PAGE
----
It was the kind of proclamation that mayors sign all of the time - with a twist.
"WHEREAS, Earth Religions are among the oldest spiritual systems on the planet; and WHEREAS, Followers of many earth-centered religions live and worship in the beautiful mountains of western North Carolina."
Thus, Asheville Mayor Leni Sitnick declared the last week of October "Earth Religions Awareness Week," in a rite attended by local witches and scores of singing children, led by a priestess in a long, black robe. A few days later, a witch read one of her favorite books to elementary schoolchildren.
No, it wasn't a Harry Potter book, one of those supernaturally popular novels about a youngster at the Hogwarts School of Witchcraft and Wizardry. But a lot of people are having troubled welcoming witches into the public square - period.
"This is precisely the kind of thing that keeps happening these days and more people are getting concerned," said Joel Belz, publisher of World, a national evangelical newsmagazine based in Asheville.
After all, Harry Potter-mania is everywhere. The books recently held the top three slots on the U.S. hardback fiction bestseller lists and the top two slots on the paperback lists. British author Joanne Kathleen Rowling's books have been translated into 28 languages and she has promised four more books in the series. Hollywood is gearing up, too.
What's a parent or pastor to do?
"We know that what's in the Harry Potter books is not all bad and that lots of Christian families will read them and enjoy them," said Belz. "No one wants to be reactionary. But we have to take issues of good and evil seriously and we just can't endorse the kind of moral ambiguity that we see in these books."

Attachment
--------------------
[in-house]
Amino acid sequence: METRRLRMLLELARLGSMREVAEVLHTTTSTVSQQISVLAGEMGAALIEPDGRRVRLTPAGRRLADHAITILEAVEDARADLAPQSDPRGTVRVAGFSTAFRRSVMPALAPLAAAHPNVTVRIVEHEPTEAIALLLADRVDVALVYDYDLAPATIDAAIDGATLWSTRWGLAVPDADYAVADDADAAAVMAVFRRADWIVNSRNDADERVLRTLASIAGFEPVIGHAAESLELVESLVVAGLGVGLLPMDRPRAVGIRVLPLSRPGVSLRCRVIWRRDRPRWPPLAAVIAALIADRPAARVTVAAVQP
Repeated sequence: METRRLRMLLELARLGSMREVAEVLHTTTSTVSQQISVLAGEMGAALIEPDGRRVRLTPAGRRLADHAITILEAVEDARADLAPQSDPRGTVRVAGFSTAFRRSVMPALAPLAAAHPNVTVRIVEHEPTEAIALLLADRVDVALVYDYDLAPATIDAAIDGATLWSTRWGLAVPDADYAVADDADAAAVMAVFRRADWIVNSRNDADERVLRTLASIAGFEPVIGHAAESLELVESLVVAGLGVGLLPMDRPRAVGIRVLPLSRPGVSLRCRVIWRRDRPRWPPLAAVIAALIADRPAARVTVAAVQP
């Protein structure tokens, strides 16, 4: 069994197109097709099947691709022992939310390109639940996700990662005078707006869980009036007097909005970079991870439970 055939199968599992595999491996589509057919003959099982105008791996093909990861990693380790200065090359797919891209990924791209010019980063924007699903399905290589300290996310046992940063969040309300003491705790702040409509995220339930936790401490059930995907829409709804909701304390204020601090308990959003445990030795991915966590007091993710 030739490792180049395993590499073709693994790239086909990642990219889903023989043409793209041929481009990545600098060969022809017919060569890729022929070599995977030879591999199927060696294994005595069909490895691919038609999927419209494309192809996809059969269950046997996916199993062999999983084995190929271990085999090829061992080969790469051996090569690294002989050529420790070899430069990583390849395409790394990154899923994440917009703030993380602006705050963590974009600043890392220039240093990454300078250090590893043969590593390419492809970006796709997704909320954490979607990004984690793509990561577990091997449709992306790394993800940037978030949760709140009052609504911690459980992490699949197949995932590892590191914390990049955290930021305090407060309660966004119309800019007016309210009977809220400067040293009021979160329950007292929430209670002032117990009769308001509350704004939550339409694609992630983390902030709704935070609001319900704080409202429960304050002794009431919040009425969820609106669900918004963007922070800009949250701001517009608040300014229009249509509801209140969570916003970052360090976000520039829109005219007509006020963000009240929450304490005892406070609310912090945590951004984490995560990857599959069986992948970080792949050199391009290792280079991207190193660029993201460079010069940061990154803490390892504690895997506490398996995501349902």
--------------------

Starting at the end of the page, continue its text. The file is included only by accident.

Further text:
Thus, the book division of God's World Publishing has stopped selling "Harry Potter and the Sorcerer's Stone," "Harry Potter and the Secret Chamber" and "Harry Potter and the Prisoner of Azkaban." Customers made their concerns very clear, said Belz. Also, the editors at World magazine had decided to reverse course.
A May review focusing on the first Harry Potter novel said: "Magic and wizardry are problematic for Christian readers. Mrs. Rowling, though, keeps it safe, inoffensive and non-occult. This is the realm of Gandalf and the Wizard of Id, on witchcraft. There is a fairy-tale order to it all in which, as (G.K.) Chesterton and (J.R.R.) Tolkien pointed out, magic must have rules, and good does not - cannot - mix with bad."
But a new cover story argues that Rowling's work has evolved and now resembles the "tangled terrain and psychology of Batman." While the Harry Potter books may seem innocent, this "safety, this apparent harmlessness, may create a problem by putting a smiling mask on evil. A reader drawn in would find that the real world of witchcraft is not Harry's world."
Others are just as worried about the violence in the books. Earlier this month, the South Carolina Board of Education agreed to review the status of the Harry Potter books. In a quotation featured in news reports from coast to coast, Elizabeth Mounce of Columbia told the board: "The books have a serious tone of death, hate, lack of respect and sheer evil." These debates are not merely a Bible Belt phenomenon. Critics are speaking up in states such as Michigan, Minnesota and New York.
Meanwhile, Rowling has been touring the United States and offering this blunt advice: Anyone who is worried about the content of her books shouldn't read them. But she also has repeatedly warned her readers that the tone of the Harry Potter books will become increasingly dark and potentially disturbing. She is committed to portraying evil in a serious way, with characters that are more complex than cardboard cutouts.
"If you ban all the books with witchcraft and the supernatural, you'll ban three-quarters of children's literature," she told the Washington Post. "I positively think they are moral books. I've met thousands of children, but I've never met a single child who has asked me about the occult."